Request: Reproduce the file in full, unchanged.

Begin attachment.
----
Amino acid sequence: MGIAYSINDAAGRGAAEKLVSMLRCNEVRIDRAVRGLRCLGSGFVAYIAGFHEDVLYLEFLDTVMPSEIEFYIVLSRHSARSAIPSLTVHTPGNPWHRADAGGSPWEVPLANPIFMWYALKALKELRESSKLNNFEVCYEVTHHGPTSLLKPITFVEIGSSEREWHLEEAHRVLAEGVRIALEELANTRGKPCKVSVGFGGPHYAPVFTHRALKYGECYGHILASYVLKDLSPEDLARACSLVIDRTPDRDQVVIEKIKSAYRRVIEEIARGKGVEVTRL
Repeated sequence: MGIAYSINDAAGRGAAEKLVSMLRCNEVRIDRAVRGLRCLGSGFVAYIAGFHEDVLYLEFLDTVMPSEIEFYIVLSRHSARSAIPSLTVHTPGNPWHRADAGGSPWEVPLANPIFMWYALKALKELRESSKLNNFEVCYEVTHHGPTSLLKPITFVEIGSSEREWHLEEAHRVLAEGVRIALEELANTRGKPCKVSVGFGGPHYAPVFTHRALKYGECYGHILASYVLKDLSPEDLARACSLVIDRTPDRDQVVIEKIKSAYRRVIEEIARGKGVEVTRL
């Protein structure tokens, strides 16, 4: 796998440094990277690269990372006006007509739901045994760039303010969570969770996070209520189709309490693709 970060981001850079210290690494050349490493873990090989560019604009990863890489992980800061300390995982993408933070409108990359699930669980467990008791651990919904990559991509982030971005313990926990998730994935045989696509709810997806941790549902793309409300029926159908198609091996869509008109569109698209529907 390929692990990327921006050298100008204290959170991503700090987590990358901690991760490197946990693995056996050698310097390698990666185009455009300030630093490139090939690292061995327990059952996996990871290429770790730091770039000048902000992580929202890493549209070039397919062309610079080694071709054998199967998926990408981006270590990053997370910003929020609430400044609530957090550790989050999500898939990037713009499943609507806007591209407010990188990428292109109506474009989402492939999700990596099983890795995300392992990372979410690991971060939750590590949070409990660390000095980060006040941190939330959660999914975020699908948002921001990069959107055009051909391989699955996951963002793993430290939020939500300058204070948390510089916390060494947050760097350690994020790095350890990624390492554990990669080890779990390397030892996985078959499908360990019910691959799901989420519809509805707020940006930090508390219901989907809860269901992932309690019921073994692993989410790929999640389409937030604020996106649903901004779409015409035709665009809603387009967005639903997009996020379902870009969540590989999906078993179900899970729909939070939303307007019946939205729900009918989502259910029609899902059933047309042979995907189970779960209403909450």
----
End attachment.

Amino acid sequence: MGIAYSINDAAGRGAAEKLVSMLRCNEVRIDRAVRGLRCLGSGFVAYIAGFHEDVLYLEFLDTVMPSEIEFYIVLSRHSARSAIPSLTVHTPGNPWHRADAGGSPWEVPLANPIFMWYALKALKELRESSKLNNFEVCYEVTHHGPTSLLKPITFVEIGSSEREWHLEEAHRVLAEGVRIALEELANTRGKPCKVSVGFGGPHYAPVFTHRALKYGECYGHILASYVLKDLSPEDLARACSLVIDRTPDRDQVVIEKIKSAYRRVIEEIARGKGVEVTRL
Repeated sequence: MGIAYSINDAAGRGAAEKLVSMLRCNEVRIDRAVRGLRCLGSGFVAYIAGFHEDVLYLEFLDTVMPSEIEFYIVLSRHSARSAIPSLTVHTPGNPWHRADAGGSPWEVPLANPIFMWYALKALKELRESSKLNNFEVCYEVTHHGPTSLLKPITFVEIGSSEREWHLEEAHRVLAEGVRIALEELANTRGKPCKVSVGFGGPHYAPVFTHRALKYGECYGHILASYVLKDLSPEDLARACSLVIDRTPDRDQVVIEKIKSAYRRVIEEIARGKGVEVTRL
């Protein structure tokens, strides 16, 4: 796998440094990277690269990372006006007509739901045994760039303010969570969770996070209520189709309490693709 970060981001850079210290690494050349490493873990090989560019604009990863890489992980800061300390995982993408933070409108990359699930669980467990008791651990919904990559991509982030971005313990926990998730994935045989696509709810997806941790549902793309409300029926159908198609091996869509008109569109698209529907 390929692990990327921006050298100008204290959170991503700090987590990358901690991760490197946990693995056996050698310097390698990666185009455009300030630093490139090939690292061995327990059952996996990871290429770790730091770039000048902000992580929202890493549209070039397919062309610079080694071709054998199967998926990408981006270590990053997370910003929020609430400044609530957090550790989050999500898939990037713009499943609507806007591209407010990188990428292109109506474009989402492939999700990596099983890795995300392992990372979410690991971060939750590590949070409990660390000095980060006040941190939330959660999914975020699908948002921001990069959107055009051909391989699955996951963002793993430290939020939500300058204070948390510089916390060494947050760097350690994020790095350890990624390492554990990669080890779990390397030892996985078959499908360990019910691959799901989420519809509805707020940006930090508390219901989907809860269901992932309690019921073994692993989410790929999640389409937030604020996106649903901004779409015409035709665009809603387009967005639903997009996020379902870009969540590989999906078993179900899970729909939070939303307007019946939205729900009918989502259910029609899902059933047309042979995907189970779960209403909450």